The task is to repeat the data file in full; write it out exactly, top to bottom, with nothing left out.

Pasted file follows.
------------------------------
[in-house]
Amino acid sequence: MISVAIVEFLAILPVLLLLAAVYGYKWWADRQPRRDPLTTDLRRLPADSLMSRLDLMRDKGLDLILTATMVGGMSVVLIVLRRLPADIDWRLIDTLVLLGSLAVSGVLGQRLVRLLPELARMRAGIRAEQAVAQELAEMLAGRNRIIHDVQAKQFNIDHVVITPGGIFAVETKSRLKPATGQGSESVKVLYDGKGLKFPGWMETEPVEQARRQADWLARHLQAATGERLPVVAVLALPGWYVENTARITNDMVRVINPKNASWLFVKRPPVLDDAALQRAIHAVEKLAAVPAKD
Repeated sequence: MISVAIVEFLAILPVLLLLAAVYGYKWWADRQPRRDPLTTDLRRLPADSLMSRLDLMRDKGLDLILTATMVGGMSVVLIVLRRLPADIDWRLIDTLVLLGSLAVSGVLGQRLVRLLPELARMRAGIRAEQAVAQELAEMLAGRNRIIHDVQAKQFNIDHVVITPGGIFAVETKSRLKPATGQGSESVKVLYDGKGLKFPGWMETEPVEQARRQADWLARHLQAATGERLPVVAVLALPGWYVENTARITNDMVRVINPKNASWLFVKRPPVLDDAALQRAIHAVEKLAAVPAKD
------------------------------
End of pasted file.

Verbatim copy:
[in-house]
Amino acid sequence: MISVAIVEFLAILPVLLLLAAVYGYKWWADRQPRRDPLTTDLRRLPADSLMSRLDLMRDKGLDLILTATMVGGMSVVLIVLRRLPADIDWRLIDTLVLLGSLAVSGVLGQRLVRLLPELARMRAGIRAEQAVAQELAEMLAGRNRIIHDVQAKQFNIDHVVITPGGIFAVETKSRLKPATGQGSESVKVLYDGKGLKFPGWMETEPVEQARRQADWLARHLQAATGERLPVVAVLALPGWYVENTARITNDMVRVINPKNASWLFVKRPPVLDDAALQRAIHAVEKLAAVPAKD
Repeated sequence: MISVAIVEFLAILPVLLLLAAVYGYKWWADRQPRRDPLTTDLRRLPADSLMSRLDLMRDKGLDLILTATMVGGMSVVLIVLRRLPADIDWRLIDTLVLLGSLAVSGVLGQRLVRLLPELARMRAGIRAEQAVAQELAEMLAGRNRIIHDVQAKQFNIDHVVITPGGIFAVETKSRLKPATGQGSESVKVLYDGKGLKFPGWMETEPVEQARRQADWLARHLQAATGERLPVVAVLALPGWYVENTARITNDMVRVINPKNASWLFVKRPPVLDDAALQRAIHAVEKLAAVPAKD